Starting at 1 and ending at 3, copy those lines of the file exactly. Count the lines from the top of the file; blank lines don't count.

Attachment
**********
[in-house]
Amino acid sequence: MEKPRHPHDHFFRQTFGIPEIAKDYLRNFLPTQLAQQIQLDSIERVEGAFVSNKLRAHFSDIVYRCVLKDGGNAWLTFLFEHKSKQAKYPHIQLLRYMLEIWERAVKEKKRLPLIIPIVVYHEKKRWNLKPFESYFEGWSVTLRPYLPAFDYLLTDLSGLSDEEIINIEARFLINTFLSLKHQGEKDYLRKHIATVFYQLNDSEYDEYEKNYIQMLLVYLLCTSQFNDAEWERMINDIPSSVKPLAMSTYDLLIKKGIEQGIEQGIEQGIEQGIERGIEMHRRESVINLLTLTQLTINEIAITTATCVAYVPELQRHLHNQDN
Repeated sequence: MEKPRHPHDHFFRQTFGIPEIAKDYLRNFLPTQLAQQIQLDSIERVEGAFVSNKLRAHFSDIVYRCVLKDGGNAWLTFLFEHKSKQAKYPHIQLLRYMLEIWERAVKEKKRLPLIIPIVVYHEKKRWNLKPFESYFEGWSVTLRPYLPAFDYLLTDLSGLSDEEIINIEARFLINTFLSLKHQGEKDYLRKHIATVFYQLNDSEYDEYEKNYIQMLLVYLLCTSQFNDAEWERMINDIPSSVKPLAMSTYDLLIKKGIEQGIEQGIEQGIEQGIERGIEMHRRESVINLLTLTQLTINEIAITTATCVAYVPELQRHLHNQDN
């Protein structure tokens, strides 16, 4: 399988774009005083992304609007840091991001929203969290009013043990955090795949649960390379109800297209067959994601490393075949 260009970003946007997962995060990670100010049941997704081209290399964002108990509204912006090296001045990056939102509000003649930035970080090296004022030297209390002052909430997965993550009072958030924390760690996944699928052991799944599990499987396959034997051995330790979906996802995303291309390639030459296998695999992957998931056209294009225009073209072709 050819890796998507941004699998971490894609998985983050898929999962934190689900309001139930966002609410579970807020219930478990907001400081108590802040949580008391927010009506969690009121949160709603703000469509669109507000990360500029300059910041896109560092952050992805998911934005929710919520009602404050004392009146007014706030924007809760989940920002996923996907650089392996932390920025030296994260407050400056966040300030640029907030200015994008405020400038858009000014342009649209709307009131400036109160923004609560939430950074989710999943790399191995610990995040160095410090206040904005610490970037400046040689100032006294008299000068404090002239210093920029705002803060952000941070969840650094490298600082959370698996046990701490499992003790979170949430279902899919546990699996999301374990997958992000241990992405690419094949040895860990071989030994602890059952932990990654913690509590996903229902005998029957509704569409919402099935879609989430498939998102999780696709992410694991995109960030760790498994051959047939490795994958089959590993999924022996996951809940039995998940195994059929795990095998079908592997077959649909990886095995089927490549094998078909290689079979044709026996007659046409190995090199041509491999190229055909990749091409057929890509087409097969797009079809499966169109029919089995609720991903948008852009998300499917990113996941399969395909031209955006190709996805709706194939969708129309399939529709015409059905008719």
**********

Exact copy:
[in-house]
Amino acid sequence: MEKPRHPHDHFFRQTFGIPEIAKDYLRNFLPTQLAQQIQLDSIERVEGAFVSNKLRAHFSDIVYRCVLKDGGNAWLTFLFEHKSKQAKYPHIQLLRYMLEIWERAVKEKKRLPLIIPIVVYHEKKRWNLKPFESYFEGWSVTLRPYLPAFDYLLTDLSGLSDEEIINIEARFLINTFLSLKHQGEKDYLRKHIATVFYQLNDSEYDEYEKNYIQMLLVYLLCTSQFNDAEWERMINDIPSSVKPLAMSTYDLLIKKGIEQGIEQGIEQGIEQGIERGIEMHRRESVINLLTLTQLTINEIAITTATCVAYVPELQRHLHNQDN
Repeated sequence: MEKPRHPHDHFFRQTFGIPEIAKDYLRNFLPTQLAQQIQLDSIERVEGAFVSNKLRAHFSDIVYRCVLKDGGNAWLTFLFEHKSKQAKYPHIQLLRYMLEIWERAVKEKKRLPLIIPIVVYHEKKRWNLKPFESYFEGWSVTLRPYLPAFDYLLTDLSGLSDEEIINIEARFLINTFLSLKHQGEKDYLRKHIATVFYQLNDSEYDEYEKNYIQMLLVYLLCTSQFNDAEWERMINDIPSSVKPLAMSTYDLLIKKGIEQGIEQGIEQGIEQGIERGIEMHRRESVINLLTLTQLTINEIAITTATCVAYVPELQRHLHNQDN